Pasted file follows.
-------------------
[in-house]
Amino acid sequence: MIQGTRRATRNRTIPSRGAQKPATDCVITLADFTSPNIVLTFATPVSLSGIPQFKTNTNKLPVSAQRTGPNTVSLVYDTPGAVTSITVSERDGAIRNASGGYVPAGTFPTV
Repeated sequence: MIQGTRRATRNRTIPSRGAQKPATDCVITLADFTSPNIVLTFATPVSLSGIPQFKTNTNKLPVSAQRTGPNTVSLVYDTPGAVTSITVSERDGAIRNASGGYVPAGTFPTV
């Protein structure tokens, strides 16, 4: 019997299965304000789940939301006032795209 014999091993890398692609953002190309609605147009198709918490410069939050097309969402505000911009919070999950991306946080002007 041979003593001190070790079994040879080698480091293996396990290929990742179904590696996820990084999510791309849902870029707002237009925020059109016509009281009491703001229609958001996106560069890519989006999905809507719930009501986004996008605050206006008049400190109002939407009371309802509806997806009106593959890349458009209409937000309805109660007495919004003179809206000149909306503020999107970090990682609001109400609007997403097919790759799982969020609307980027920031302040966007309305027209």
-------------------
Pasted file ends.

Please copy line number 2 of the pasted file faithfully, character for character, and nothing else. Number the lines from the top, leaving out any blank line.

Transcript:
Amino acid sequence: MIQGTRRATRNRTIPSRGAQKPATDCVITLADFTSPNIVLTFATPVSLSGIPQFKTNTNKLPVSAQRTGPNTVSLVYDTPGAVTSITVSERDGAIRNASGGYVPAGTFPTV